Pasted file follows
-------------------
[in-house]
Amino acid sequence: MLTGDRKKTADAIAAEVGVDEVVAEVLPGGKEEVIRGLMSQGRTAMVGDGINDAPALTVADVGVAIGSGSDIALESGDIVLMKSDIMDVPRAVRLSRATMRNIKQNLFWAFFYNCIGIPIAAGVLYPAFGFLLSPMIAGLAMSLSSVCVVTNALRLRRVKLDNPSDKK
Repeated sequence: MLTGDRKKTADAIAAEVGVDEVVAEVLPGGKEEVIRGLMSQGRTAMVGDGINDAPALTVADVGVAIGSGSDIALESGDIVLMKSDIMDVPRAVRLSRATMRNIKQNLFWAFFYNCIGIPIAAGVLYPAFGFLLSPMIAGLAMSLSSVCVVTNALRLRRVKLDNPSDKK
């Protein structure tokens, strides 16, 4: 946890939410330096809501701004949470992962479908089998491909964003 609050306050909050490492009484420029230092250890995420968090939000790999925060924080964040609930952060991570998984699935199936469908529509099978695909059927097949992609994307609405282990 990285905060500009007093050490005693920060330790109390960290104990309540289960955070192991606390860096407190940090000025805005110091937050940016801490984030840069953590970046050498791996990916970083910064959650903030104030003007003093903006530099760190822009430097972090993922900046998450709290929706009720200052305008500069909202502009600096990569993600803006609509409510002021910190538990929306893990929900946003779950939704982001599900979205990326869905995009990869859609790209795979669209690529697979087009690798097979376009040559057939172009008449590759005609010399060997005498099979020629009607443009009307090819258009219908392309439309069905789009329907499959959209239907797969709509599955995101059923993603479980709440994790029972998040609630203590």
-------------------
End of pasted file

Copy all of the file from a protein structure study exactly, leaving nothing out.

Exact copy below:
[in-house]
Amino acid sequence: MLTGDRKKTADAIAAEVGVDEVVAEVLPGGKEEVIRGLMSQGRTAMVGDGINDAPALTVADVGVAIGSGSDIALESGDIVLMKSDIMDVPRAVRLSRATMRNIKQNLFWAFFYNCIGIPIAAGVLYPAFGFLLSPMIAGLAMSLSSVCVVTNALRLRRVKLDNPSDKK
Repeated sequence: MLTGDRKKTADAIAAEVGVDEVVAEVLPGGKEEVIRGLMSQGRTAMVGDGINDAPALTVADVGVAIGSGSDIALESGDIVLMKSDIMDVPRAVRLSRATMRNIKQNLFWAFFYNCIGIPIAAGVLYPAFGFLLSPMIAGLAMSLSSVCVVTNALRLRRVKLDNPSDKK
């Protein structure tokens, strides 16, 4: 946890939410330096809501701004949470992962479908089998491909964003 609050306050909050490492009484420029230092250890995420968090939000790999925060924080964040609930952060991570998984699935199936469908529509099978695909059927097949992609994307609405282990 990285905060500009007093050490005693920060330790109390960290104990309540289960955070192991606390860096407190940090000025805005110091937050940016801490984030840069953590970046050498791996990916970083910064959650903030104030003007003093903006530099760190822009430097972090993922900046998450709290929706009720200052305008500069909202502009600096990569993600803006609509409510002021910190538990929306893990929900946003779950939704982001599900979205990326869905995009990869859609790209795979669209690529697979087009690798097979376009040559057939172009008449590759005609010399060997005498099979020629009607443009009307090819258009219908392309439309069905789009329907499959959209239907797969709509599955995101059923993603479980709440994790029972998040609630203590």